The United States is warning there are signs that Syria might be assembling chemical weapons, including sarin gas. Sarin is among the deadliest chemical weapons - capable of quickly sickening and killing thousands of a people across a wide area.
The conflict between rebels and the Syrian government is intensifying. Now U.S. officials say there is "movement activity" around Syria’s chemical weapons sites.
Experts say it is a dangerous sign that a war involving weapons of mass destruction might be about to begin.
Tim Brown is a security analyst with Globalsecurity.org. He says sarin gas is among the most lethal weapons in existence.
“Unless you’re in a full body suit and have a fully sealed gas mask, two to three parts per million will kill you. It’s a nerve agent," said Brown.
The threat of sarin gas is not new.
Members of a cult used it in a Tokyo subway attack that killed 13 people in 1995.
Iraq, under Saddam Hussein, possessed it in its arsenal of weapons of mass destruction.
Saddam's use of other types of poison gas against Iranian troops in the Iran-Iraq War and against Iraq's Kurdish population in the 1980s was criticized by the international community, but there were no threats of military action against Baghdad by the United States and its allies at the time.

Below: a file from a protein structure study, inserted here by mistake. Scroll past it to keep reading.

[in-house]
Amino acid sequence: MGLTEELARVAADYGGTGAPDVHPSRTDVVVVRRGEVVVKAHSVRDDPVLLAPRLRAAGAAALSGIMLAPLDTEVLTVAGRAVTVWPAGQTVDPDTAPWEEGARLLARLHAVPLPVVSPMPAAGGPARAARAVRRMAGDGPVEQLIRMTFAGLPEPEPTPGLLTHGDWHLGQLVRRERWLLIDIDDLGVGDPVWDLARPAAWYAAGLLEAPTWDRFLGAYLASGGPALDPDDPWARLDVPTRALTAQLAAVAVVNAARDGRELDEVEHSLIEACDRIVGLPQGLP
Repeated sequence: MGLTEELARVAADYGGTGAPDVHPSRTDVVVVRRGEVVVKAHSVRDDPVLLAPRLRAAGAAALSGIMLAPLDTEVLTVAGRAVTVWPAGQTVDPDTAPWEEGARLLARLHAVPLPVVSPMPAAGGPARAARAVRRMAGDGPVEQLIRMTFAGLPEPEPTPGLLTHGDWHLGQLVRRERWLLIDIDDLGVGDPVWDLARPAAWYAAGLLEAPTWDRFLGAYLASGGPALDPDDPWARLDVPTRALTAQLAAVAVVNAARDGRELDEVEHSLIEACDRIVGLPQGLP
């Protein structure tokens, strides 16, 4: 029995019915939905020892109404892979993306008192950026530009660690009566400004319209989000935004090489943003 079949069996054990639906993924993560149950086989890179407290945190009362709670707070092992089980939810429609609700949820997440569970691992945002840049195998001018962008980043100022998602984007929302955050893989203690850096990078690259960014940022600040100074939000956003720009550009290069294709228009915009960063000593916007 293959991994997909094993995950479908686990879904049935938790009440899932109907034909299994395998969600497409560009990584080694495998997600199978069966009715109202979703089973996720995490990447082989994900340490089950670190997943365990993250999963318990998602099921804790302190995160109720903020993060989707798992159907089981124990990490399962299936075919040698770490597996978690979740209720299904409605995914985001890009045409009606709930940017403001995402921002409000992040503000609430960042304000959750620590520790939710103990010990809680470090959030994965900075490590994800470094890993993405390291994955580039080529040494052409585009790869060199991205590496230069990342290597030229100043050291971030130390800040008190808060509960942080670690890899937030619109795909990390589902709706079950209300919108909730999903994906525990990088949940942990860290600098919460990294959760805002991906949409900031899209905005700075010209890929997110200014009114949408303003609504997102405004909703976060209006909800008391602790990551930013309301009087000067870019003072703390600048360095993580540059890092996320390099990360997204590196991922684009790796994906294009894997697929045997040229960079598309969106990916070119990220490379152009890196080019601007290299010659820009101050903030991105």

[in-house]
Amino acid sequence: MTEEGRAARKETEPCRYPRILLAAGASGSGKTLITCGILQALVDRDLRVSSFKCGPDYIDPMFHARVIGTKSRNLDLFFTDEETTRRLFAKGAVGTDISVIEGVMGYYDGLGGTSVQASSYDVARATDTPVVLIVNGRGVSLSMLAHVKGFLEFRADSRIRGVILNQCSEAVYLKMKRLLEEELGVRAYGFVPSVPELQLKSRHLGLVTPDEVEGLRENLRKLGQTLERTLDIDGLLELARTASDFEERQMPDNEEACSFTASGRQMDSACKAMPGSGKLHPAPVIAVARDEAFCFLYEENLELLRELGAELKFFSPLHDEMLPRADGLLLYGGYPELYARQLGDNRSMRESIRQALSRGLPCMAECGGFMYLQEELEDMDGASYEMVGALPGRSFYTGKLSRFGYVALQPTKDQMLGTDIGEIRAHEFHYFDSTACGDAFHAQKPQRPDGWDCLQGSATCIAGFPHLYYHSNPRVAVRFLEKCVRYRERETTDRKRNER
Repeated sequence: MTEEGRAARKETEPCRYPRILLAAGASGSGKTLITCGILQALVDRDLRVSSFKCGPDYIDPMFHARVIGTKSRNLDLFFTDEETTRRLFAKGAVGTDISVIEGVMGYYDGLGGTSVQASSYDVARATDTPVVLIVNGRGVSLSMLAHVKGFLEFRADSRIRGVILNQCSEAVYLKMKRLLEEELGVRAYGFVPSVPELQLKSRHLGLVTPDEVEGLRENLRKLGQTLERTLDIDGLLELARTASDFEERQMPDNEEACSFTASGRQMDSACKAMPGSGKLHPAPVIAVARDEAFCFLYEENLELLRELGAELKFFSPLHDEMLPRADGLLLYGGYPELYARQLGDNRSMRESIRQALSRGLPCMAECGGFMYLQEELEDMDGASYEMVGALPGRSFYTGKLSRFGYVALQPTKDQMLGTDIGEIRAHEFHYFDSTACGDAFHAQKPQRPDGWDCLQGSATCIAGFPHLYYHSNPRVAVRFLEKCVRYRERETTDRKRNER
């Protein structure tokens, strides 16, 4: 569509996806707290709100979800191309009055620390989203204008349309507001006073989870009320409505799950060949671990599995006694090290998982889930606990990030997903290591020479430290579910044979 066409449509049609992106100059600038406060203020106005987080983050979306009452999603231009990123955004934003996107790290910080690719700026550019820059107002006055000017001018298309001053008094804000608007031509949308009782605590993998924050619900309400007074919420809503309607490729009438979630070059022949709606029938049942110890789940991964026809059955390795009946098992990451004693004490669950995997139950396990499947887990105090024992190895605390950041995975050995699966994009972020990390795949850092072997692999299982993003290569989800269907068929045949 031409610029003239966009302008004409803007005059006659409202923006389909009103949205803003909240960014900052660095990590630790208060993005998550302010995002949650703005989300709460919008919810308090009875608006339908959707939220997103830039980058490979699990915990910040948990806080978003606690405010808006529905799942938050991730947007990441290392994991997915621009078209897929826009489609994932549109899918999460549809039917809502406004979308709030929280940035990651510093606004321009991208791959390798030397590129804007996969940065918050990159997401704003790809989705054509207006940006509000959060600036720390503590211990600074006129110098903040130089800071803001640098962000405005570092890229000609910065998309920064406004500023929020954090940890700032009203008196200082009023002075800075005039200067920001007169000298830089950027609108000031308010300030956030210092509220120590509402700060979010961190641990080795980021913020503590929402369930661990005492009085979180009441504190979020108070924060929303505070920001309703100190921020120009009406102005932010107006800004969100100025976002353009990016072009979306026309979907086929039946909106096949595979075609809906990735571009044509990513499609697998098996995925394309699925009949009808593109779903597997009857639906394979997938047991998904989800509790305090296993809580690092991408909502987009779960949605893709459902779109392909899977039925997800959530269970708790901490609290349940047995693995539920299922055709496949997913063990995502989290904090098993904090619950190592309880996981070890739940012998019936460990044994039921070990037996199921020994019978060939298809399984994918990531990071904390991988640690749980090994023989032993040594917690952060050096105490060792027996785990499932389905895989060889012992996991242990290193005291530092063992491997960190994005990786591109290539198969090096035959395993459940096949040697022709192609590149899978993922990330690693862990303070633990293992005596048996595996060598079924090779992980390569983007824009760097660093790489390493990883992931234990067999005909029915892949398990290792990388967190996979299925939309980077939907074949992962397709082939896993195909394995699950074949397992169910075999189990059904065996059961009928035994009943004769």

Analyst Tim Brown says the international community has evolved.
“The U.S. and the West are powers that decided that the use of chemical weapons - the use, period - is not going to be tolerated," he said.
That was clear in 2003 when the United States went to war with Iraq on the belief that it still possessed weapons of mass destruction.
Now the United States has warned Syrian President Bashar al-Assad against the use of poison gas.
"I want to make it absolutely clear to Assad and those under his command, the world is watching. The use of chemical weapons is and would be totally unacceptable and if you make the tragic mistake of using these weapons, there will be consequences and you will be held accountable," said President Obama.
Details of what those consequences would be have not been made public. But analysts say a first step might be an air campaign to disable Syria’s air defense system and other means of delivering chemical weapons that could threaten its own population or neighboring countries such as Israel.